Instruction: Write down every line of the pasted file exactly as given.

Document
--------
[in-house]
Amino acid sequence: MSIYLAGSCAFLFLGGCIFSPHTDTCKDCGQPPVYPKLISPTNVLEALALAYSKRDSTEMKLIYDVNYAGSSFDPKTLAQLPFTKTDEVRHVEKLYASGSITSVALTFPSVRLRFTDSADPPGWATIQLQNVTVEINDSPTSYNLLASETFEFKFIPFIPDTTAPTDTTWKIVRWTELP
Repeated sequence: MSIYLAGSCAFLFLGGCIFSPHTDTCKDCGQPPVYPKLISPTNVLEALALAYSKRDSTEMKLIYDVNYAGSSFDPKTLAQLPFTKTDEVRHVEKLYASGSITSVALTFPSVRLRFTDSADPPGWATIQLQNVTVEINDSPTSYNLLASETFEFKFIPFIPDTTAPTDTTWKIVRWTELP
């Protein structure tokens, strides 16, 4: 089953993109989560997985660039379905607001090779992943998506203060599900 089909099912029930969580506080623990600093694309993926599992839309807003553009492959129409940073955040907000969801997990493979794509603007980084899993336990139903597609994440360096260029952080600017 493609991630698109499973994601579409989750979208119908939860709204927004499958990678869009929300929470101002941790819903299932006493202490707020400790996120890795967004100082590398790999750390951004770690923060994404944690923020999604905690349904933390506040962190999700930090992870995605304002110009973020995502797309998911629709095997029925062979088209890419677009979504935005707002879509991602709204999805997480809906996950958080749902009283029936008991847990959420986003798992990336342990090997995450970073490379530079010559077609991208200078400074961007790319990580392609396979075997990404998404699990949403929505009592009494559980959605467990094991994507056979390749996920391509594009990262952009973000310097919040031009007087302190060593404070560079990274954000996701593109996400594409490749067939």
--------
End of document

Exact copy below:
[in-house]
Amino acid sequence: MSIYLAGSCAFLFLGGCIFSPHTDTCKDCGQPPVYPKLISPTNVLEALALAYSKRDSTEMKLIYDVNYAGSSFDPKTLAQLPFTKTDEVRHVEKLYASGSITSVALTFPSVRLRFTDSADPPGWATIQLQNVTVEINDSPTSYNLLASETFEFKFIPFIPDTTAPTDTTWKIVRWTELP
Repeated sequence: MSIYLAGSCAFLFLGGCIFSPHTDTCKDCGQPPVYPKLISPTNVLEALALAYSKRDSTEMKLIYDVNYAGSSFDPKTLAQLPFTKTDEVRHVEKLYASGSITSVALTFPSVRLRFTDSADPPGWATIQLQNVTVEINDSPTSYNLLASETFEFKFIPFIPDTTAPTDTTWKIVRWTELP
């Protein structure tokens, strides 16, 4: 089953993109989560997985660039379905607001090779992943998506203060599900 089909099912029930969580506080623990600093694309993926599992839309807003553009492959129409940073955040907000969801997990493979794509603007980084899993336990139903597609994440360096260029952080600017 493609991630698109499973994601579409989750979208119908939860709204927004499958990678869009929300929470101002941790819903299932006493202490707020400790996120890795967004100082590398790999750390951004770690923060994404944690923020999604905690349904933390506040962190999700930090992870995605304002110009973020995502797309998911629709095997029925062979088209890419677009979504935005707002879509991602709204999805997480809906996950958080749902009283029936008991847990959420986003798992990336342990090997995450970073490379530079010559077609991208200078400074961007790319990580392609396979075997990404998404699990949403929505009592009494559980959605467990094991994507056979390749996920391509594009990262952009973000310097919040031009007087302190060593404070560079990274954000996701593109996400594409490749067939």